I have gone through seasons in my life when I struggled in my relationship with Mary. There were many times when she seemed distant or unrelatable, and I did nothing to foster a connection with her.
Mary and Marriage?
I remember a particular season of struggle which began after a religious discernment retreat I attended. During this retreat, much to my surprise, I received a strong message that I was not being called to the religious life, but was in fact called to the vocation of marriage. And somehow, I let this change of discernment greatly affect my relationship with Mary. I suddenly thought that Mary played less of a role in my life and vocation than before.
I thought Mary bore more relevance to women who are virgins. I knew she was important in the life of all Christians, and that she is the Mother of all the faithful, but somehow women in religious life seemed more important to her. The consecrated women in my life, or those discerning religious life, always seemed to have a deeper devotion to Our Lady. That made sense to me. After all, Mary gave her everything to God in her fiat. And the modern way in which women radically give their all to God seems to be through the religious life.
Also—and this was a big also—Mary lived as a virgin for all her days. Therefore, Mary must serve as more of a model and example for women who are called to virginity for the sake of the Kingdom, right? I somehow “lose” some aspect of devotion to her because my life as a future married woman will not be like her life, right?
Virgin and Wife
Mary was a married woman. Mary was joined to Joseph, and the two were husband and wife. Now we must remember, the marriage between Mary and Joseph did not look like most marriages of today. This is due to the fact that Mary and Joseph never engaged in the marital act, as was most fitting in God’s plan and most fitting for the Mother and foster-father of Jesus. The Catholic Church has always held the perpetual virginity of Mary:
Mary remained a virgin in conceiving her Son, a virgin in giving birth to him, a virgin in carrying him, a virgin in nursing him at her breast, always a virgin. // CCC 510
Mary was ever-virgin. But she was also married. We must not let her perpetual virginity cloud the fact that while she remained truly a virgin, she remained truly a wife. She was the wife of Joseph, who had received the call from God to marry Mary even after he heard the news of Mary’s conception of Jesus.
… An angel of the Lord appeared to him [Joseph] in a dream, saying, ‘Joseph, son of David, do not fear to take Mary your wife, for that which is conceived in her is of the Holy Spirit… When Joseph woke from sleep, he did as the angel of the Lord commanded him; he took his wife… // Matthew 1:20, 24
Mary is both virgin and wife. She alone is in a unique situation to serve as a model and example for women within all vocations.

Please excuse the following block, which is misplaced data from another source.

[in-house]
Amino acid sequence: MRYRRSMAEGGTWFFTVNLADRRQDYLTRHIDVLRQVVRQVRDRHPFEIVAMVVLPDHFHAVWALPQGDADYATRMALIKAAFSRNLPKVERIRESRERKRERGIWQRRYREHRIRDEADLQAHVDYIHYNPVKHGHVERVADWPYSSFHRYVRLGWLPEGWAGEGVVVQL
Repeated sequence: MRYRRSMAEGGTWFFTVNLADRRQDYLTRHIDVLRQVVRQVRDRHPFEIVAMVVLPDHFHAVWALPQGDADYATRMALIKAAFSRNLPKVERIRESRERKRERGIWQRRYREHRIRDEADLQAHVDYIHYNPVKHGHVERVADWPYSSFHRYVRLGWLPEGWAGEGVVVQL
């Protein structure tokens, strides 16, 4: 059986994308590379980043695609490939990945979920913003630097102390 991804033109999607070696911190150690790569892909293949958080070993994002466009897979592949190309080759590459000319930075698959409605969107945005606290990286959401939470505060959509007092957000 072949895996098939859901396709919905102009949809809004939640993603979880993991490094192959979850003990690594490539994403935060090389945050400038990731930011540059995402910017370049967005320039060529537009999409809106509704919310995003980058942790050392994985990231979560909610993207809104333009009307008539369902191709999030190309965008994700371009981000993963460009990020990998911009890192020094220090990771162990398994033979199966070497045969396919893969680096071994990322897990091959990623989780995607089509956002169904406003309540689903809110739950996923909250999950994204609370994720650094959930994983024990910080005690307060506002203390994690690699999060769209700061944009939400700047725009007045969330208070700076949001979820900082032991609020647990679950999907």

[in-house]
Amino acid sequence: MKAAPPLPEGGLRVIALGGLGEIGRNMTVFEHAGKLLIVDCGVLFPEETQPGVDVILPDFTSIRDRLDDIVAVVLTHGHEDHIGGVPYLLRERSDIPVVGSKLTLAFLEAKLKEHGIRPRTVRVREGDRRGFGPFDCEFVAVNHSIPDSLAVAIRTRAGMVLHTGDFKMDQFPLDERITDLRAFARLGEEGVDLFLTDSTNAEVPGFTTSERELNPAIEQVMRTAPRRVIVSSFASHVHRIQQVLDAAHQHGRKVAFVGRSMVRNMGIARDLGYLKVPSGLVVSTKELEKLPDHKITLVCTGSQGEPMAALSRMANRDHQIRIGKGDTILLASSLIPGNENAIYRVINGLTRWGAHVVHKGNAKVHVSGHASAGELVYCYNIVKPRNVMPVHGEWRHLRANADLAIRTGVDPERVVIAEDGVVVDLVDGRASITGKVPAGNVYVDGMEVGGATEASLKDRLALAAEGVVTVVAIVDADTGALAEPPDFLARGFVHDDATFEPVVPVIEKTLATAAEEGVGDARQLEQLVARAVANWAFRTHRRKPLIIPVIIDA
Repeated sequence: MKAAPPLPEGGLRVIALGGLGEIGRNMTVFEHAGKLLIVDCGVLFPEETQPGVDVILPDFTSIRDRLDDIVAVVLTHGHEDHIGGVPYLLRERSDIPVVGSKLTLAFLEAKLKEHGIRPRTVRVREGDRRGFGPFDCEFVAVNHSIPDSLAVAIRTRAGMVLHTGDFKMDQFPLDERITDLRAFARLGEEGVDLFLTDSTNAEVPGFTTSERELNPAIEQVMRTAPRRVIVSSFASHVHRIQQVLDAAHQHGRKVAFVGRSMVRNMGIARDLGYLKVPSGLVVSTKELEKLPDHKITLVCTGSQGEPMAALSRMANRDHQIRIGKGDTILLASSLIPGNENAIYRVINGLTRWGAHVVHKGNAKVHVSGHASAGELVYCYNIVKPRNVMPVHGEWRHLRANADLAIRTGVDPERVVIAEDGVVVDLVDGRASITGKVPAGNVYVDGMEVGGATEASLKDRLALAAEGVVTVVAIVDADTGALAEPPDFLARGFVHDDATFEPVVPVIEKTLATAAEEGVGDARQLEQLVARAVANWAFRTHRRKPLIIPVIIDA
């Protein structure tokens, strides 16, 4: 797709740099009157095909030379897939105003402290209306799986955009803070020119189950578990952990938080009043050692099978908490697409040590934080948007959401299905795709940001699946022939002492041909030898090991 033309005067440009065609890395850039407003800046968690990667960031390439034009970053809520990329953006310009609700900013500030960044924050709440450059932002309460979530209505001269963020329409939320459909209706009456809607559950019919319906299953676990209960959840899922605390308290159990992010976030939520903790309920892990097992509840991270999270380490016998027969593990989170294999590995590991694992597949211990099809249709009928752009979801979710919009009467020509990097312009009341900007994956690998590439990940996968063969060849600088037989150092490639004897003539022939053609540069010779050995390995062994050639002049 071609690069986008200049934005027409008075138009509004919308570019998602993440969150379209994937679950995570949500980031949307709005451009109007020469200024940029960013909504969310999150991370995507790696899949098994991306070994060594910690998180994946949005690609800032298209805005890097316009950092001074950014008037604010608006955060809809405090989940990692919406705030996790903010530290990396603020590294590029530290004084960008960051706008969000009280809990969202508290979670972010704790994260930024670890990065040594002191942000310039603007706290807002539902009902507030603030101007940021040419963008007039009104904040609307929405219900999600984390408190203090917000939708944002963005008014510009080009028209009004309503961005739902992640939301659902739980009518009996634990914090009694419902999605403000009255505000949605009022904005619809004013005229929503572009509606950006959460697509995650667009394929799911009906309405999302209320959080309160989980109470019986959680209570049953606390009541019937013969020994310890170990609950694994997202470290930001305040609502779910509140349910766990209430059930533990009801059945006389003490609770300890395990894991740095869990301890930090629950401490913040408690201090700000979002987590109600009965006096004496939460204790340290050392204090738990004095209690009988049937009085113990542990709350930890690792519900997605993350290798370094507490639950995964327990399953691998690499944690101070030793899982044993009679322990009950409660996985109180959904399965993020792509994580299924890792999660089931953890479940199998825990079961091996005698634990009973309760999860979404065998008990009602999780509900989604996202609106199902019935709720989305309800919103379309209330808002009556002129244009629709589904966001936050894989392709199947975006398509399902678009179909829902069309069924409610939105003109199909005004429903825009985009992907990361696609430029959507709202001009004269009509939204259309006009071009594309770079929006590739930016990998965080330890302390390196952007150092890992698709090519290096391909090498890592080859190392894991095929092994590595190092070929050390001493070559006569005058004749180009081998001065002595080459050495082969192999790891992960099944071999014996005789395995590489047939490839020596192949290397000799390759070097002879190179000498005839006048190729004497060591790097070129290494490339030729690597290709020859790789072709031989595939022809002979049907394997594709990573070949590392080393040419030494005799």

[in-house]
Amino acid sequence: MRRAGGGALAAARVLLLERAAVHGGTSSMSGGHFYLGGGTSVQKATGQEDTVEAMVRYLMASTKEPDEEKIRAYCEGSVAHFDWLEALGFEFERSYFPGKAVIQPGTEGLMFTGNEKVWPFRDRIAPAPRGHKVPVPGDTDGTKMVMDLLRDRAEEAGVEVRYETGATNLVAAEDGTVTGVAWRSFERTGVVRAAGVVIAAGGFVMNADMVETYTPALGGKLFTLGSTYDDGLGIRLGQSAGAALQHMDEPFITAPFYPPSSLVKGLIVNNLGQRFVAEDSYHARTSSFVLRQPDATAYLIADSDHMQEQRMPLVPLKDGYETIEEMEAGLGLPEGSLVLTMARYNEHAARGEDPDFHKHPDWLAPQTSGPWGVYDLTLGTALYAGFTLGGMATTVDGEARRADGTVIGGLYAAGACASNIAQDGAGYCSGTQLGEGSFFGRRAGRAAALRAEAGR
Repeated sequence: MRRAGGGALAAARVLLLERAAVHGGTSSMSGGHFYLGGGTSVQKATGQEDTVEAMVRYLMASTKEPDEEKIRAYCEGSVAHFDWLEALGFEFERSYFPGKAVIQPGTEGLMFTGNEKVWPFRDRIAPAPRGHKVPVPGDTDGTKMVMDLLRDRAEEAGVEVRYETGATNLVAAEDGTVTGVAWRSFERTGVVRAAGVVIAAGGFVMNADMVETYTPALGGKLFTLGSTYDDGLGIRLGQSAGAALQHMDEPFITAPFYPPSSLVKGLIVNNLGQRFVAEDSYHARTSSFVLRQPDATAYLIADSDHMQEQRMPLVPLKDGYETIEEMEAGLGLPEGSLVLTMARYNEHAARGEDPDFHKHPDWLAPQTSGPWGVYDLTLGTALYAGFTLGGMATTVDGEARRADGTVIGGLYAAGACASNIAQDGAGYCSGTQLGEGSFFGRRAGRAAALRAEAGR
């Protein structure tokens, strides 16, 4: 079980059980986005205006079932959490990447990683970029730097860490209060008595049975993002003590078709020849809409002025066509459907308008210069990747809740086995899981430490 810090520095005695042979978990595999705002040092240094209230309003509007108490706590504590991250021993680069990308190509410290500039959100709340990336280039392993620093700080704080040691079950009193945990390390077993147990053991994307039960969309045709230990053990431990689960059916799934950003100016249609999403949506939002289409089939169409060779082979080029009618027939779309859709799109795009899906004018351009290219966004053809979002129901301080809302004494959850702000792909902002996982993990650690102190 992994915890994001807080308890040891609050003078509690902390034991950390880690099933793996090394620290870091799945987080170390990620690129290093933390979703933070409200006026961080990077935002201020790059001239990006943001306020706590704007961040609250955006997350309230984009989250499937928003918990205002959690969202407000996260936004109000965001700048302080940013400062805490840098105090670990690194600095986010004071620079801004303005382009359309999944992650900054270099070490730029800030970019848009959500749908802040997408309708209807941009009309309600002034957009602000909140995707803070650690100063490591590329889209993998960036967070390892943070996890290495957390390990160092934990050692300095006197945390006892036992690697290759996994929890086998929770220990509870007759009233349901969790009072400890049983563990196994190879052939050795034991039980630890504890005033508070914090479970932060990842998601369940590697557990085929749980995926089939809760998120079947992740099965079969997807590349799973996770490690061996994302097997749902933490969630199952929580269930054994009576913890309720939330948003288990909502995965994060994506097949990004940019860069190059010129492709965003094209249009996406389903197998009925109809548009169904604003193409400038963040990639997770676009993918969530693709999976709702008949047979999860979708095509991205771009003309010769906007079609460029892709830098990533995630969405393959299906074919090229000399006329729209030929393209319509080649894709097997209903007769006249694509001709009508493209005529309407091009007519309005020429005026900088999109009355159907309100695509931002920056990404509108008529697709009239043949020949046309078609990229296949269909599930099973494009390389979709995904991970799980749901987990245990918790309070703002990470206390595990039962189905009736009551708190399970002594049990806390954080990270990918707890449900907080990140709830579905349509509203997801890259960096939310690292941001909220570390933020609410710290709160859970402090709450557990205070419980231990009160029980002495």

Mary and the Married Woman
I believe we need to re-awaken our understanding of the marriage of Joseph and Mary. I’m afraid that we sometimes accidentally paint their marriage and their relationship as stale and boring. But in reality, the marriage of Joseph and Mary serves as an example to all those who are married. This is not because their marriage was devoid of romance and attraction. Joseph and Mary loved each other. They loved each other with a deep, affectionate, self-sacrificial, spousal love. Their marriage was not dry, but full of life! They felt toward each other how any young and in-love married couple would have felt. They abstained from sexual relations, but they shared a deep and intimate connection in other ways.
And so my assumptions about Mary as being more relevant to the life of a sister or a nun were wrong. Yes, Mary can relate to them in a unique way. But Mary also understands the heart of a married woman. She understands what it is like to be a wife and a mother. She has so much to teach us about how to love men, and how to trust and give of ourselves. In his Consecration to Saint Joseph, Fr. Donald Calloway beautifully expresses the inner workings of Mary’s heart in this regard:
When Mary met St. Joseph, she knew that God had chosen him to be her loving (and beloved) husband. Trusting in God’s plan, she fell in love with St. Joseph and gave him her Heart. Mary’s body was reserved for God, but she had the freedom to give her Heart to St. Joseph, the only man worthy of her, the only man perfectly reflecting the pure love of God.
Mary was in love with Saint Joseph.
We don’t normally think of her this way. But I think if we give her the chance to reveal herself to us, in her true identity as a wife, she can help repair the many damages and wounds present within the family today.
The Best Example
Mary was a married woman.
So if you are married or feel called to marriage, don’t be like me and make that an obstacle between you and her. Instead, ask her to show you how to love. Ask her to show you how to be a good wife. We get to learn from the best.
Mary Grace “Gracie” Tillman is a fulltime student and fulltime extrovert. If you don’t find her with her friends, odds are she’s lost on a backroad with her music turned all the way up. She loves sports, writing, one-on-ones over coffee, and all things related to Divine Mercy. She strives to life live every day to the fullest and be a joyful disciple of Jesus.